UX and PRDs

By | September 24, 2009

PRDs (Product Requirement Documents) and MRDs (Marketing Requirement Documents) come in many flavors.  My question today is, “What kind of requirements doc is the most conducive to creating great UX and great products?

Let’s assume for a minute that you have a Product Manager that knows their stuff backwards and forwards.  The goal is to get that knowledge and wisdom into a format that can be easily consumed by engineers, project managers, designers, executives and potential customers.  This will make sure we are all on the same page and build something great.

Other goals should include speed and agility.  By this I mean that the process can be quick with minimal friction and also leave room for new learning and creativity to make the outcome as high quality as possible.  In reality, no one knows everything up front.  We learn as we progress.

I think I can say, without reservation, that a 100,000 words in a Word Doc is the worst possible method.  It’s worse than nothing at all.  Who can read those things?  I have tried to read those rambling docs before and nearly set myself on fire to escape the agony.

One way I have seen that works well is to create user stories.  The key word here is story.  Stories are easier to remember and to wrap your heads around.  A story is meant to exercise the system in a way that lends itself to lots of scenarios. Example:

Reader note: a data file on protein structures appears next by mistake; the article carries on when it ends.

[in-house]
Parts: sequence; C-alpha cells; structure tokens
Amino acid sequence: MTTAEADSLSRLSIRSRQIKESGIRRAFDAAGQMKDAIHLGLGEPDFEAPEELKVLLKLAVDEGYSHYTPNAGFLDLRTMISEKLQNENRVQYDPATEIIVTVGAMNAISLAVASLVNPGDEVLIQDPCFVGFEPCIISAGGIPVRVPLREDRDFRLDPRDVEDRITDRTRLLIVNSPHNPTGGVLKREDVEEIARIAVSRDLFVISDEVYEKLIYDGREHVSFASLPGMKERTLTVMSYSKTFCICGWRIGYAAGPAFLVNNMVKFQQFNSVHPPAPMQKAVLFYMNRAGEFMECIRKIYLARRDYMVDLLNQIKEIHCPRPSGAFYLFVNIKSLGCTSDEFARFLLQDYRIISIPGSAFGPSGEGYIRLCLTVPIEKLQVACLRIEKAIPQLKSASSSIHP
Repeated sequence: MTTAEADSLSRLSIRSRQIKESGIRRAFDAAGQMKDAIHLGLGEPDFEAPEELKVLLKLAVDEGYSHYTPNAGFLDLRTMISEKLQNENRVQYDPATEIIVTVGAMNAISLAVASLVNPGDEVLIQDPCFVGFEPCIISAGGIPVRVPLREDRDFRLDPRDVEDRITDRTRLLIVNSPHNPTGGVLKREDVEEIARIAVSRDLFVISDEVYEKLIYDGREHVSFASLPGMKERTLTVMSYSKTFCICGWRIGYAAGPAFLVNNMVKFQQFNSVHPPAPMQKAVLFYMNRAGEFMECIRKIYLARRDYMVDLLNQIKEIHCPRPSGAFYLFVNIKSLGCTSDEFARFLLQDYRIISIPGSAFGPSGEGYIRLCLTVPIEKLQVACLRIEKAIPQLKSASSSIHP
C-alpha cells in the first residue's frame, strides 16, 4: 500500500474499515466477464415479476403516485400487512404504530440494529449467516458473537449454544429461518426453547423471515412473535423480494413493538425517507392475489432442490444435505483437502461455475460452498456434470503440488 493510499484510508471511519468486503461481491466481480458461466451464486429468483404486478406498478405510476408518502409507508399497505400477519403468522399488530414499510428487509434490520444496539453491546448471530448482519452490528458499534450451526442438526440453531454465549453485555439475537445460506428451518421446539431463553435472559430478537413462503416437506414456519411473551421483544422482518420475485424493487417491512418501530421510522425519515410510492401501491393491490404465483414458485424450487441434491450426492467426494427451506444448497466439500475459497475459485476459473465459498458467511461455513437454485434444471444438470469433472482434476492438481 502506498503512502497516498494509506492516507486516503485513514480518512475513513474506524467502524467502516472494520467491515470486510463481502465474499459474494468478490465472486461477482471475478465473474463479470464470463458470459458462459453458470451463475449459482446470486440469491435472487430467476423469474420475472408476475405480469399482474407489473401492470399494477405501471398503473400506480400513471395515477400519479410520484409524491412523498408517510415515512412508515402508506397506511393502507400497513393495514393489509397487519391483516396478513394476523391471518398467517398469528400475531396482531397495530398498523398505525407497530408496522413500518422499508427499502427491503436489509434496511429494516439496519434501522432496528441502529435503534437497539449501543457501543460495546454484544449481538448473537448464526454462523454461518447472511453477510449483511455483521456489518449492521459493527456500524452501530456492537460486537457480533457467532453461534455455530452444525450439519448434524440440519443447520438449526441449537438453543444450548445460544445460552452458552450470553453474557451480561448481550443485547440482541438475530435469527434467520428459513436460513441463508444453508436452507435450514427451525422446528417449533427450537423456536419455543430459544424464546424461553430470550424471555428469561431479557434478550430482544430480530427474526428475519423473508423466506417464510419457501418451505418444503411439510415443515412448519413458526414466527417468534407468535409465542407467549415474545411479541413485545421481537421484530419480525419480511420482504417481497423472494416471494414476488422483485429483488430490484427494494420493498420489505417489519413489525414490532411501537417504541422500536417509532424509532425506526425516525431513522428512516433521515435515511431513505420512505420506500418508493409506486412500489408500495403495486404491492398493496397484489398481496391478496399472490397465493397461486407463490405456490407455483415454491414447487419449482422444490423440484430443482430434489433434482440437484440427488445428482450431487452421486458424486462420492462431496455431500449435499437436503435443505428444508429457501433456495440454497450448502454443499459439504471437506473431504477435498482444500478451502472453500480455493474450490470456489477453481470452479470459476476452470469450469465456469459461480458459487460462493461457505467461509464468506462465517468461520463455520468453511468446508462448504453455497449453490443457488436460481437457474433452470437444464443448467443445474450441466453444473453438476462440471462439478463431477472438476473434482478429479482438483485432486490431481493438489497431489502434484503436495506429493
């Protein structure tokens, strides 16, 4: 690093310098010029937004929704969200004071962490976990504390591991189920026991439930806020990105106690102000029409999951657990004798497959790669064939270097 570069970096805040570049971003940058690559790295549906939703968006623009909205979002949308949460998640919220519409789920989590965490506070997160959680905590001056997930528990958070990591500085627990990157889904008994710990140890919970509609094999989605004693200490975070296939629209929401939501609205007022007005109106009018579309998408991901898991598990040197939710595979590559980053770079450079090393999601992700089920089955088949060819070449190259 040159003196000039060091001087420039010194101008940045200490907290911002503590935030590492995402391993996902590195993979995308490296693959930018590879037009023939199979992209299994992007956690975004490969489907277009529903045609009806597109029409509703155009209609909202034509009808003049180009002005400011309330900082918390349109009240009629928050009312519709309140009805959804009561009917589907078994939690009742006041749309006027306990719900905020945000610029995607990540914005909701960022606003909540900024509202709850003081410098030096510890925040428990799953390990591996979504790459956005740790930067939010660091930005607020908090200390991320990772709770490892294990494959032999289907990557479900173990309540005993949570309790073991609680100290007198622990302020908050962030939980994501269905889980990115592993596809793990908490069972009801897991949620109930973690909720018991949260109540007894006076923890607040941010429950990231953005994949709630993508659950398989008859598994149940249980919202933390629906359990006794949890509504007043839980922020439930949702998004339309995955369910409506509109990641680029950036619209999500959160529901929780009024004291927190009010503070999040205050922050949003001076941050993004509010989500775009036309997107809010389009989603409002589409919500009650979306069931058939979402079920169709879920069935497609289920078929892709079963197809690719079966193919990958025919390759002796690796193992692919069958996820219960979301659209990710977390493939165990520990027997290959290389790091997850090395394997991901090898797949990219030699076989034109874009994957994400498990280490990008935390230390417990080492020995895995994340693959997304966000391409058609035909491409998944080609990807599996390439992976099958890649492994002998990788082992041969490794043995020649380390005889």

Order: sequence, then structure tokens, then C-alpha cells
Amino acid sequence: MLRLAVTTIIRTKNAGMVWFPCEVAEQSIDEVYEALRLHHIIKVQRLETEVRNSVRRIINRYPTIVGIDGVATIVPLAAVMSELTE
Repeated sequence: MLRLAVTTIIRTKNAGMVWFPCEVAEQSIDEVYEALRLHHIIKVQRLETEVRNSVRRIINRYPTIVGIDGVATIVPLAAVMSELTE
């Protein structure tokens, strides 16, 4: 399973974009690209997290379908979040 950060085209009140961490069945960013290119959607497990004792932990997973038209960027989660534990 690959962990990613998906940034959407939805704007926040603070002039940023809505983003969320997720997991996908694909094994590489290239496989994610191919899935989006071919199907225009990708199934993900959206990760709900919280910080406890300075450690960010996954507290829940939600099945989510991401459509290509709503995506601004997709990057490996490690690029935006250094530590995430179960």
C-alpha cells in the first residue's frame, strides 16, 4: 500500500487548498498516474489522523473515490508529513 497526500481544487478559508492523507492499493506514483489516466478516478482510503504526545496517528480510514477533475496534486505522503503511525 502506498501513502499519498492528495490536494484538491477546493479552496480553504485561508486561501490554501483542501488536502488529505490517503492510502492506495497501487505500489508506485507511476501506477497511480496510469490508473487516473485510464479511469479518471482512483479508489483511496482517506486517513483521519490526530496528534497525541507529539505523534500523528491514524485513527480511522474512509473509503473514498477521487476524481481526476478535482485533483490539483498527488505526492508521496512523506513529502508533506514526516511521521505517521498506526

A marketer wants to wait until a form is filled out and then respond instantly to the prospect with an email.  A few weeks later, the marketer wants to follow-up with another email.  They think a third email is a good idea, only if they have expressed some interest by visiting the website more than once in that time period.

This is an actual story I used years ago for Marketo.  It obviously does not describe all the things a Marketer could do, but it lays the groundwork of what they are trying to achieve and the kinds of information they need to feed the system.

The next step for a great UX is to create visual representations of these user stories.  I have been using PowerPoint to storyboard these visual requirements docs.  I use bubbles to call out specific logic and animation to show how the user would go about doing this task.  I am interpreting the user stories and describing a beautiful/fun/easy/organized way of achieving the goal.  The visual docs are very easy to consume by the engineering team.  They know what the end result is going to be.  It’s also easy to iterate collaboratively with the executive and product teams.

I don’t think this is a “one size fits all” solution.  The important takeaway is that long text documents rarely are as clear and consumable as we would hope.  I think Visual Docs are the way to go.  If you have super long text docs, you should ask the key questions:

  • Who are these docs for?
  • Are they reading them?
  • Do they understand them in spirit and in detail?
  • Could this have been done quicker?

Always challenge the status quo.  Without that, there is no chance for improvement.

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